Gold Falls Again as Demand for Havens Wanes
(Bloomberg) -- Gold futures declined, extending its retreat from a six-year high last week as the soon-to-be clinched U.S.-China trade pact undercuts the case for havens. Palladium hit a fresh record.
Comex gold have lost about 1% this week and analysts including those at ABN Amro Bank NV and BMO Capital Markets predict prices may decline further ahead of the signing on Wednesday. The shift has been reflected in an outflow of holdings from exchange-traded funds, which fell more than 20 tons over the four sessions to Monday, the most in a four-day period since November.
“Investors who bought gold for the trade uncertainty will likely take profit,” said ABN Amro strategist Georgette Boele.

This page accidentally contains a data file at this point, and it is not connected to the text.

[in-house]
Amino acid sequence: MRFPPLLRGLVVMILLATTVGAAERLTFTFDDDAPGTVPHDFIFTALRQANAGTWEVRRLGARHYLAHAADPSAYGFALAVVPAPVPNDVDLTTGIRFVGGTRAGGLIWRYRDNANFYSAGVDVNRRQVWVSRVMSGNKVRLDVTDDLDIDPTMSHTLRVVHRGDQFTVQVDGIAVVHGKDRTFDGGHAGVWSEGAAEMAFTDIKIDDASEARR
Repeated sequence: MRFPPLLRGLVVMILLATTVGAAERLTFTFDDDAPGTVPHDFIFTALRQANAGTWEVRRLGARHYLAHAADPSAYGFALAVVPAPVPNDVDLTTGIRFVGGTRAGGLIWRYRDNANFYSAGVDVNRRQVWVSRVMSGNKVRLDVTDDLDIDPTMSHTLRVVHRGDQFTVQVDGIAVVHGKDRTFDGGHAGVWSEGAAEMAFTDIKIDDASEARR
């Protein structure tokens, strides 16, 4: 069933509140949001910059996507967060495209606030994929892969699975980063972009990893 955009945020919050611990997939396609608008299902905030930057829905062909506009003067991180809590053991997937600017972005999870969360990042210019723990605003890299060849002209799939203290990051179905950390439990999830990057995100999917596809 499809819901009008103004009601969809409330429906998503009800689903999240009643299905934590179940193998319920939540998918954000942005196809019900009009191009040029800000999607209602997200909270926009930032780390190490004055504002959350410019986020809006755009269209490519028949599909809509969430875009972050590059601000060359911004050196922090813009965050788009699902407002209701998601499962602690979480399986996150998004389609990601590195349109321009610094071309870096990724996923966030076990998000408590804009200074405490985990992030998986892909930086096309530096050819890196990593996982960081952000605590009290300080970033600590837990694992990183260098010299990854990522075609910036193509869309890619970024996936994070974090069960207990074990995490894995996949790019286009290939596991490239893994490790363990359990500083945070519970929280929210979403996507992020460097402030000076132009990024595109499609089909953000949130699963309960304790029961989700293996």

Gold futures, which briefly rose above $1,600 an ounce last week during the U.S.-Iranian standoff, lost ground for a second session, with the February contract falling 0.4% to settle at $1,544.60 an ounce at 13:30 on the Comex in New York.
Prices could decline toward $1,525 or even lower as risk-on sentiment returns to the market, said BMO analyst Colin Hamilton.
The recent declines come after the rally had pushed the metal’s 14-day relative-strength index to levels that signaled the advance could run out of steam.
“The gold price is no longer overbought as it seems,” Carsten Fritsch, an analyst at Commerzbank, said by phone Tuesday. “We’re still in correction mode after the very strong increase early in the year and in late 2019.” That correction is being driven by continued bullish sentiment across the financial markets amid anticipation of the phase-one trade deal between the U.S and China, he said.
In other precious metals, silver also declined on the Comex, while palladium and platinum rose on the New York Mercantile Exchange. In the spot market, palladium gained for a ninth session, hitting a fresh record of $2,191.64 an ounce.
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